Mackenzie, S. (2009) 'Identifying and Preventing Opportunities for Organised Crime in the International Antiquities Market'. In: S. Manacorda (ed) Organised Crime in Art and Antiquities. Milan: CNPDS/ISPAC; 41 - 62.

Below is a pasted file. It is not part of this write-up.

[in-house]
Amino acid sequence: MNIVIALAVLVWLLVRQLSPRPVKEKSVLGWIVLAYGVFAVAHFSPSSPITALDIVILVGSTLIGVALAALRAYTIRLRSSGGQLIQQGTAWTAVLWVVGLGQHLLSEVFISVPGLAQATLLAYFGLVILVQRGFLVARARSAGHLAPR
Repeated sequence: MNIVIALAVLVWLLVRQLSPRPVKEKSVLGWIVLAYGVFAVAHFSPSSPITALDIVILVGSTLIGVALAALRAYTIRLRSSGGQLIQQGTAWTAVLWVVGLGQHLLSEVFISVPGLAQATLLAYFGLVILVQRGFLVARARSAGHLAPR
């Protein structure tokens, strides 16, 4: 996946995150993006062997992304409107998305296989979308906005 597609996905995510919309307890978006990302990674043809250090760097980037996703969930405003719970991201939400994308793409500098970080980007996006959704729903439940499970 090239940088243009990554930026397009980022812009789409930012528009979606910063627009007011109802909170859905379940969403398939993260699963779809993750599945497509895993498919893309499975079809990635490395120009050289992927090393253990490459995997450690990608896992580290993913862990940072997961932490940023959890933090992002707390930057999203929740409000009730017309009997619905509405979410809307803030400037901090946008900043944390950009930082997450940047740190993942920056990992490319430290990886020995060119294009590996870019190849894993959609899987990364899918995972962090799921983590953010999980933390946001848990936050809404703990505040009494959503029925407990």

What is the relationship between organised crime and the antiquities market? There are two senses in which we can use the term ‘organised crime’ here. It would be quite plausible to suggest that the international market in illicit antiquities is to a not inconsiderable degree a criminal market, organised into a structure of relations between thieves, smugglers, facilitators, sellers and buyers of illicit commodities, and that the illicit part of the trade is therefore in itself (as a criminal market) an example of organised crime. That argument could proceed without reference to the presence of conventionally stereotyped organised criminals in the market, in the sense of groups or networks of professional criminals who use violence and corruption in the pursuit of illegal financial gain. I tend towards this view of the antiquities market as an example of organised crime per se, and an example which therefore draws us towards a ‘spectrum of enterprise’ approach that sees global trade as always more or less legitimate or illegitimate, moral or immoral (Smith Jr 1980). However, there are also of course many reports of antiquities being used as laundering mechanisms for drug money, as being linked to other international illicit markets, and as being colonised at the source end of the chain of supply and in transit to some extent by local political and bureaucratic corruption, the state military, other militias in conflict states, and more conventionally stereotypical organised crime groups such as mafia-type organisations in Russia, Italy and China. So we have on the one hand the argument (which I think is a good one) that the international illicit market is, even without reference to this type of organised criminality, an example of organised crime simply by dint of its organised market nature and the fact that many of its transactions are illegal according to the 41 criminal laws of the jurisdictions where they take place. But we also have on the other hand the question whether these various types of more conventionally conceived ‘organised criminals’ are operating within the market, and if so at which points and in what form.